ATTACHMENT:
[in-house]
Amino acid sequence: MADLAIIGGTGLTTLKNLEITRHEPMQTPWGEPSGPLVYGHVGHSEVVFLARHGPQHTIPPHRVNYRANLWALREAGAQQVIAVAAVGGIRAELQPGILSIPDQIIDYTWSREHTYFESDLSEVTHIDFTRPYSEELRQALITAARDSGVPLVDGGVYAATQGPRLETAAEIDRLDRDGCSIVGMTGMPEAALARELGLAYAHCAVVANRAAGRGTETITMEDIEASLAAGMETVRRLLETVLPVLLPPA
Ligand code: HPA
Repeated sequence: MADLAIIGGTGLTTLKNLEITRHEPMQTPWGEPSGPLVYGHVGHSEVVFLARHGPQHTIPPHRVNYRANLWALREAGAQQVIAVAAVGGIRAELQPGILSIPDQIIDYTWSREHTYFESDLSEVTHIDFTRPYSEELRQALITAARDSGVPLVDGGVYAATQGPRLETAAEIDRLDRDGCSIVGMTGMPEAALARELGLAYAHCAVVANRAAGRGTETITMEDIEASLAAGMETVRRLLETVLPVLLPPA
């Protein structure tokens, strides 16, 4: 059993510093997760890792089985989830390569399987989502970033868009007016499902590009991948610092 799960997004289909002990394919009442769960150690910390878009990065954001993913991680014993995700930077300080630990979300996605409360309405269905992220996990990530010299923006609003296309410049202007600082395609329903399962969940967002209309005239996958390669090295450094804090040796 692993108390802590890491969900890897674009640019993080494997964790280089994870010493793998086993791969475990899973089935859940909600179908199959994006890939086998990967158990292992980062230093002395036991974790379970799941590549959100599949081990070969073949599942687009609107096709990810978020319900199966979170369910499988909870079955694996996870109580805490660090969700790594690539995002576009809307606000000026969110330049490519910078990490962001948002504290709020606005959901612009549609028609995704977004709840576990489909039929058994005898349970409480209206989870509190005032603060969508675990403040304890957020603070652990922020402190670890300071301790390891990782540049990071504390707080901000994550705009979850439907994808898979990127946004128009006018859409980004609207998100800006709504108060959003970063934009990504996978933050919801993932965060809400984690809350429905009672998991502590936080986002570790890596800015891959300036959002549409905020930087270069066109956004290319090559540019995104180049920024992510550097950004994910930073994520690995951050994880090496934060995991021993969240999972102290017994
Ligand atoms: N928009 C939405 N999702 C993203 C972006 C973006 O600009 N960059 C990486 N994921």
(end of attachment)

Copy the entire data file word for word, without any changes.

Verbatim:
[in-house]
Amino acid sequence: MADLAIIGGTGLTTLKNLEITRHEPMQTPWGEPSGPLVYGHVGHSEVVFLARHGPQHTIPPHRVNYRANLWALREAGAQQVIAVAAVGGIRAELQPGILSIPDQIIDYTWSREHTYFESDLSEVTHIDFTRPYSEELRQALITAARDSGVPLVDGGVYAATQGPRLETAAEIDRLDRDGCSIVGMTGMPEAALARELGLAYAHCAVVANRAAGRGTETITMEDIEASLAAGMETVRRLLETVLPVLLPPA
Ligand code: HPA
Repeated sequence: MADLAIIGGTGLTTLKNLEITRHEPMQTPWGEPSGPLVYGHVGHSEVVFLARHGPQHTIPPHRVNYRANLWALREAGAQQVIAVAAVGGIRAELQPGILSIPDQIIDYTWSREHTYFESDLSEVTHIDFTRPYSEELRQALITAARDSGVPLVDGGVYAATQGPRLETAAEIDRLDRDGCSIVGMTGMPEAALARELGLAYAHCAVVANRAAGRGTETITMEDIEASLAAGMETVRRLLETVLPVLLPPA
């Protein structure tokens, strides 16, 4: 059993510093997760890792089985989830390569399987989502970033868009007016499902590009991948610092 799960997004289909002990394919009442769960150690910390878009990065954001993913991680014993995700930077300080630990979300996605409360309405269905992220996990990530010299923006609003296309410049202007600082395609329903399962969940967002209309005239996958390669090295450094804090040796 692993108390802590890491969900890897674009640019993080494997964790280089994870010493793998086993791969475990899973089935859940909600179908199959994006890939086998990967158990292992980062230093002395036991974790379970799941590549959100599949081990070969073949599942687009609107096709990810978020319900199966979170369910499988909870079955694996996870109580805490660090969700790594690539995002576009809307606000000026969110330049490519910078990490962001948002504290709020606005959901612009549609028609995704977004709840576990489909039929058994005898349970409480209206989870509190005032603060969508675990403040304890957020603070652990922020402190670890300071301790390891990782540049990071504390707080901000994550705009979850439907994808898979990127946004128009006018859409980004609207998100800006709504108060959003970063934009990504996978933050919801993932965060809400984690809350429905009672998991502590936080986002570790890596800015891959300036959002549409905020930087270069066109956004290319090559540019995104180049920024992510550097950004994910930073994520690995951050994880090496934060995991021993969240999972102290017994
Ligand atoms: N928009 C939405 N999702 C993203 C972006 C973006 O600009 N960059 C990486 N994921």